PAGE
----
5 best new design spaces in Hong Kong
Hong Kong’s design scene has never enjoyed so much public attention, with popular events like Detour and Business of Design Week attracting ever greater crowds each year. Now designers are reaching out to the public in other ways too, by actually inviting them into their spaces.
Canadian-born Geoff Tsui has worked as a designer in Hong Kong for more than a decade, but he has always felt something was missing from the city’s design scene.
“Everything is so fast-paced, so commercial, that we wanted our own space, a cultural and communal space where people can work and just hang out,” he says. The result is Konzepp, formerly known as Hatch, which is a combination workspace, boutique, café, design incubator and party venue.
On the shelves is a rotating and sharply-curated collection of products from emerging designers -- “almost like an exhibition,” says Tsui -- and a collection of good design books and magazines. A large communal table is well-stocked with cookies and a rotating cast of friends and strangers who come to work and share ideas.
Basically, says Tsui, “it’s a space where you can just jam with us.”
50 Tung St., Sheung Wan, +852 2803 0339
2. R&C Design Library
Though it’s a somewhat strange concept to invite the public into your company’s office, it has worked out quite well for R&C Design, which runs a café, shop, library and gallery in its Tin Hau workspace.
Opened late last year by Rosita Wan and Corey Chow (hence the R&C), the generously-proportioned space includes a cluster of comfortable sofas, a large work table and a bar that serves coffee, tea, juice and simple snacks.
There are racks of clothes made by independent local designers and a large collection of design books and magazines that are free for visitors to browse. There’s also an exhibition space next door used for occasional design shows.
With a bit of Japanese bossa nova on the stereo and the quiet energy of productive designers in the air, R&C is, not surprisingly, a good place to bring a laptop and get some work done.
1/F, Sun Ying Mansion, 43 King’s Road, Tin Hau, +852 2570 8880
3. Unar Coffee Company/Feelsogood Design
For years, the handsome stone shophouse at the corner of Ormsby and Shepherd Streets in Tai Hang stood sadly neglected, a vacant autobody shop on the ground floor and two empty flats above. Most residents in the neighborhood assumed it would be torn down and redeveloped like so many other old buildings.
Late last year, though, the interior design company Feelsogood rented and restored the building. Its design studio now occupies most of the space and the back of the building is now home to the Unar Coffee Company, a smartly-designed place that makes brilliant use of the adjacent alleyway, which it covered with an awning and transformed into an outdoor living room.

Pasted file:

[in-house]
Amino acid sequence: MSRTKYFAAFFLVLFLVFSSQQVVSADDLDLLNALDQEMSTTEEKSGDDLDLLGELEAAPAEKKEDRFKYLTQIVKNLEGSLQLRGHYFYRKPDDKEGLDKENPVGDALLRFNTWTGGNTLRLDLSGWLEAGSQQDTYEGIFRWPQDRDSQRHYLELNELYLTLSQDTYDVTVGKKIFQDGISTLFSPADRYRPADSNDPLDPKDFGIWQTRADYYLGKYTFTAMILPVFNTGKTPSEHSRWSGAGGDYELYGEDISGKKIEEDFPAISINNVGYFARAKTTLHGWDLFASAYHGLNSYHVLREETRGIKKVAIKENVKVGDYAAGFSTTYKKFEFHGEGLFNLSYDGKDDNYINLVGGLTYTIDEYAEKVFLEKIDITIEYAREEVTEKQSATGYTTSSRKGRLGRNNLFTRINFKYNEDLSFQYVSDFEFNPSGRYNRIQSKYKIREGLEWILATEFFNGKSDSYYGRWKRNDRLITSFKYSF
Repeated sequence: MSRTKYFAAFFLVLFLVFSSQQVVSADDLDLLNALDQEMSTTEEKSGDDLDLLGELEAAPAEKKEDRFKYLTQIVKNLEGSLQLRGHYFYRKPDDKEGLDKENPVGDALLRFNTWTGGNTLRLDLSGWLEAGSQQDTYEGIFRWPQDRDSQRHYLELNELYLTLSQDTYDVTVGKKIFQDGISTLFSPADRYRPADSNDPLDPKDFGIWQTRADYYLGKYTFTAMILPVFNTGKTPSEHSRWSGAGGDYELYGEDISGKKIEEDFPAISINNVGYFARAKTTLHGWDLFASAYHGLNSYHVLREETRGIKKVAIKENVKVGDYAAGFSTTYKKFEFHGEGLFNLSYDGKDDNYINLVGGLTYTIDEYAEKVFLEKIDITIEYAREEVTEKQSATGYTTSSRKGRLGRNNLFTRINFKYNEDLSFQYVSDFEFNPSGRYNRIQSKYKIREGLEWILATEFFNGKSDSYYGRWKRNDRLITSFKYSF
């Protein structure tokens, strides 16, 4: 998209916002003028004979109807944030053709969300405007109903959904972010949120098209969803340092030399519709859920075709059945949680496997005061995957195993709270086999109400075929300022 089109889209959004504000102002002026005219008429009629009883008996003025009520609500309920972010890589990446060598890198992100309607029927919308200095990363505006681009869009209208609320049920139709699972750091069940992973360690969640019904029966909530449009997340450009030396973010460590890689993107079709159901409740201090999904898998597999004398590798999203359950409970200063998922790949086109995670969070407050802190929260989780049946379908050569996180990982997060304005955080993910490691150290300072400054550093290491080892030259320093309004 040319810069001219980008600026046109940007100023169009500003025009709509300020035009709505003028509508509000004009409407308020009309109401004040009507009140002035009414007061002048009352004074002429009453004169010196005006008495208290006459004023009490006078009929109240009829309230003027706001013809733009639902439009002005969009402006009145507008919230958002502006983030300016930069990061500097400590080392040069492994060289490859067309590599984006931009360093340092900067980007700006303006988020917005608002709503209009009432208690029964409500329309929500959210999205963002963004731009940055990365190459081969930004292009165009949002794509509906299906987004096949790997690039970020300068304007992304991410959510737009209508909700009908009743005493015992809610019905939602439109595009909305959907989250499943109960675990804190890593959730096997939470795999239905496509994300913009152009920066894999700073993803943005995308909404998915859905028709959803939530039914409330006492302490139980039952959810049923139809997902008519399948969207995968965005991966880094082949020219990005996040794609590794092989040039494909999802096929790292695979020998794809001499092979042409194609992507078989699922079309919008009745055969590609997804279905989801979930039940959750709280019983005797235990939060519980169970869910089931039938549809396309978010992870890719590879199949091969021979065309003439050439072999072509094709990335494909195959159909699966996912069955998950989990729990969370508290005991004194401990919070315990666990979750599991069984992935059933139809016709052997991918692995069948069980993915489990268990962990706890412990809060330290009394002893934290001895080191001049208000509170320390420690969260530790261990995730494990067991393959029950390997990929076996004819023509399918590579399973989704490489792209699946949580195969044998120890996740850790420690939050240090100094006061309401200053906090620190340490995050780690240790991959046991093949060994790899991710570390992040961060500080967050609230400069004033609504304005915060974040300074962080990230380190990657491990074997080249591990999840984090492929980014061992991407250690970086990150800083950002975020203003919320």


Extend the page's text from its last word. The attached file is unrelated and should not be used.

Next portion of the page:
4 Second Lane, Tai Hang, +852 2838 5231
4. Tai Lung Fung/Wan Chai Visual Archive
The Wan Chai Visual Archive is a community art and design space located on the first floor of an old tong lau that has been converted into serviced apartments.
Masterminded by property developer Carl Guow and Polytechnic University design professor Alvin Yip, the Archive is now playing host to an opening exhibition featuring works by photographer Martin Cheung and a group of students from Strelka, the Moscow design school founded by Rem Koolhaas.
What takes the Archive one step beyond your usual exhibition space is the ground-floor bar, Tai Lung Fung. The food is good, the decor is old-school Hong Kong -- vintage public service posters on the wall, a pink neon sign out front -- and the service relaxed.
“The point of the bar is not to make a lot of money,” says co-owner Pat Chan. “What we want to do is to make a space where everyone from around the neighborhood can gather.”
5 Hing Wan St., Wan Chai, +852 2572 0055 (Tai Lung Fun) 2891 5900 (archive)
5. Hammer Gallery/Café Loisl
When Sirkka Hammer moved her fine jewellery gallery and graphic design studio from Soho to an obscure corner of Sheung Wan, she ended up with an unexpected windfall.
“We had twice as much space as before,” she says. What to do with it? “My husband is from Austria and he always wanted to open a Vienna-style café.”
Now she and her beau, Andreas Aigner, have done just that, by opening a gallery and workspace on one side and Hong Kong’s only Viennese café on the other.
Though Loisl is but a scale model of the large, lavish and venerable cafés of the Austrian capital, it is still a pleasant space, with dark wood furniture, a lovely tiled floor and a range of coffee and sweets, including strudel and sachertorte.
Australian-trained, bow-tied barista Franck Chan spent months mastering traditional Viennese coffee such as melange, which is similar to a cappuccino. Every coffee is served, Vienna-style, with a glass of cold water and a chocolate.
8 Tai On Terrace, Sheung Wan, +852 9179 0209 (café) 9166 3757 (gallery)